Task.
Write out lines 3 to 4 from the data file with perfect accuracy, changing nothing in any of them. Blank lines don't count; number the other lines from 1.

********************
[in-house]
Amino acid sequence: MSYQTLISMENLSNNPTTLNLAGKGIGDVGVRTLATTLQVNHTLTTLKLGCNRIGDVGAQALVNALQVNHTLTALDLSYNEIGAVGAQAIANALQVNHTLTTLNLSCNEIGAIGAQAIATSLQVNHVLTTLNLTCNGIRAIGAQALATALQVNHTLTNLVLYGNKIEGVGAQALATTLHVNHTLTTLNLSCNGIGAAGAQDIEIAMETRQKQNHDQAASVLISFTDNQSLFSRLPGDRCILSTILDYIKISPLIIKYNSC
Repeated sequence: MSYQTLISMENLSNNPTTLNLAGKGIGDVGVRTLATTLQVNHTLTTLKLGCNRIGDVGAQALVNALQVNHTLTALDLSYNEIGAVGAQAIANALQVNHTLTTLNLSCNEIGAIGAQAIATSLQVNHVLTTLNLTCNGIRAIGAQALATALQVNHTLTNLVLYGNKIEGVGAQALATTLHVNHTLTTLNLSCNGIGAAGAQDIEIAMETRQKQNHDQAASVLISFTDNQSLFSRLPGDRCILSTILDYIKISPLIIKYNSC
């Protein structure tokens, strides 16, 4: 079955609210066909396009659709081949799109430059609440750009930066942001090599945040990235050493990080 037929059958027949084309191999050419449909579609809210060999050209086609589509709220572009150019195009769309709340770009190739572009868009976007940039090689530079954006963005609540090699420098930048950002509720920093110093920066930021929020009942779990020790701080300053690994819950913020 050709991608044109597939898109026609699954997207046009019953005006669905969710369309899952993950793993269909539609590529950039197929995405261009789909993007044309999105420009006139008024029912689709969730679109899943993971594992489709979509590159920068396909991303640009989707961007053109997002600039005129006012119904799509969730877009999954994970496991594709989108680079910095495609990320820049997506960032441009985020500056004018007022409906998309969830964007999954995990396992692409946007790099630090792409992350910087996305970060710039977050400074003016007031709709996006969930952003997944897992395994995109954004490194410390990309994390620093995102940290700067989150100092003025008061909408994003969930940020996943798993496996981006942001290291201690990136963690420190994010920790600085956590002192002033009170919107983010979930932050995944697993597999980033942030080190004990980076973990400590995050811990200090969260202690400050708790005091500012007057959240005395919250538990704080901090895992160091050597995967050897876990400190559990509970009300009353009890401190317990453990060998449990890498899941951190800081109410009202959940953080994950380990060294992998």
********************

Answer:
Repeated sequence: MSYQTLISMENLSNNPTTLNLAGKGIGDVGVRTLATTLQVNHTLTTLKLGCNRIGDVGAQALVNALQVNHTLTALDLSYNEIGAVGAQAIANALQVNHTLTTLNLSCNEIGAIGAQAIATSLQVNHVLTTLNLTCNGIRAIGAQALATALQVNHTLTNLVLYGNKIEGVGAQALATTLHVNHTLTTLNLSCNGIGAAGAQDIEIAMETRQKQNHDQAASVLISFTDNQSLFSRLPGDRCILSTILDYIKISPLIIKYNSC
């Protein structure tokens, strides 16, 4: 079955609210066909396009659709081949799109430059609440750009930066942001090599945040990235050493990080 037929059958027949084309191999050419449909579609809210060999050209086609589509709220572009150019195009769309709340770009190739572009868009976007940039090689530079954006963005609540090699420098930048950002509720920093110093920066930021929020009942779990020790701080300053690994819950913020 050709991608044109597939898109026609699954997207046009019953005006669905969710369309899952993950793993269909539609590529950039197929995405261009789909993007044309999105420009006139008024029912689709969730679109899943993971594992489709979509590159920068396909991303640009989707961007053109997002600039005129006012119904799509969730877009999954994970496991594709989108680079910095495609990320820049997506960032441009985020500056004018007022409906998309969830964007999954995990396992692409946007790099630090792409992350910087996305970060710039977050400074003016007031709709996006969930952003997944897992395994995109954004490194410390990309994390620093995102940290700067989150100092003025008061909408994003969930940020996943798993496996981006942001290291201690990136963690420190994010920790600085956590002192002033009170919107983010979930932050995944697993597999980033942030080190004990980076973990400590995050811990200090969260202690400050708790005091500012007057959240005395919250538990704080901090895992160091050597995967050897876990400190559990509970009300009353009890401190317990453990060998449990890498899941951190800081109410009202959940953080994950380990060294992998």